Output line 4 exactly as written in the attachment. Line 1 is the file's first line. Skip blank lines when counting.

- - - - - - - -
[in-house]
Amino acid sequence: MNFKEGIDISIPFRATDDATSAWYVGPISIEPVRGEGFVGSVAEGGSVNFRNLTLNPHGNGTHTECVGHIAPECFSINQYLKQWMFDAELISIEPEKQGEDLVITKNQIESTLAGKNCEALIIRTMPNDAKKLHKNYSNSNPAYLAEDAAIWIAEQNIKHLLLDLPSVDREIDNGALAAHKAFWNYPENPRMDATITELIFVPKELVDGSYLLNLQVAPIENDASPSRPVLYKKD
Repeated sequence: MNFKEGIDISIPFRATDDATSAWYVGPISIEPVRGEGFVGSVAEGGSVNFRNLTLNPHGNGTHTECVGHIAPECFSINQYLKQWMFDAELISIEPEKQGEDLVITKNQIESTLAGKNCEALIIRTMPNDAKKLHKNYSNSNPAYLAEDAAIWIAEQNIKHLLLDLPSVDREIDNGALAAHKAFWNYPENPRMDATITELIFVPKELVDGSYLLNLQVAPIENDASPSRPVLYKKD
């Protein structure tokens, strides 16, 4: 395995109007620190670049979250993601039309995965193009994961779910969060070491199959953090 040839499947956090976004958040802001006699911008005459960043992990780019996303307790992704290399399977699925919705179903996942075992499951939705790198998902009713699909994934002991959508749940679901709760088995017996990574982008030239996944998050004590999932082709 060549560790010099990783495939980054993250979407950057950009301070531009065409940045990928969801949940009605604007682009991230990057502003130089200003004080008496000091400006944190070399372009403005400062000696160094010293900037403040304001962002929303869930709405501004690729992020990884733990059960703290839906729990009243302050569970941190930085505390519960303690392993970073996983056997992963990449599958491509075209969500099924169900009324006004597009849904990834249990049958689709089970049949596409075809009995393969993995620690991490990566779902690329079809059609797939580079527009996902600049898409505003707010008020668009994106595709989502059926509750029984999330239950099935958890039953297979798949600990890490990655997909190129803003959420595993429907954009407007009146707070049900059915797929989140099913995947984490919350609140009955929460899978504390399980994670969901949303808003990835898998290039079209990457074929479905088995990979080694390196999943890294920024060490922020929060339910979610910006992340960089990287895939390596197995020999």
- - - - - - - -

């Protein structure tokens, strides 16, 4: 395995109007620190670049979250993601039309995965193009994961779910969060070491199959953090 040839499947956090976004958040802001006699911008005459960043992990780019996303307790992704290399399977699925919705179903996942075992499951939705790198998902009713699909994934002991959508749940679901709760088995017996990574982008030239996944998050004590999932082709 060549560790010099990783495939980054993250979407950057950009301070531009065409940045990928969801949940009605604007682009991230990057502003130089200003004080008496000091400006944190070399372009403005400062000696160094010293900037403040304001962002929303869930709405501004690729992020990884733990059960703290839906729990009243302050569970941190930085505390519960303690392993970073996983056997992963990449599958491509075209969500099924169900009324006004597009849904990834249990049958689709089970049949596409075809009995393969993995620690991490990566779902690329079809059609797939580079527009996902600049898409505003707010008020668009994106595709989502059926509750029984999330239950099935958890039953297979798949600990890490990655997909190129803003959420595993429907954009407007009146707070049900059915797929989140099913995947984490919350609140009955929460899978504390399980994670969901949303808003990835898998290039079209990457074929479905088995990979080694390196999943890294920024060490922020929060339910979610910006992340960089990287895939390596197995020999």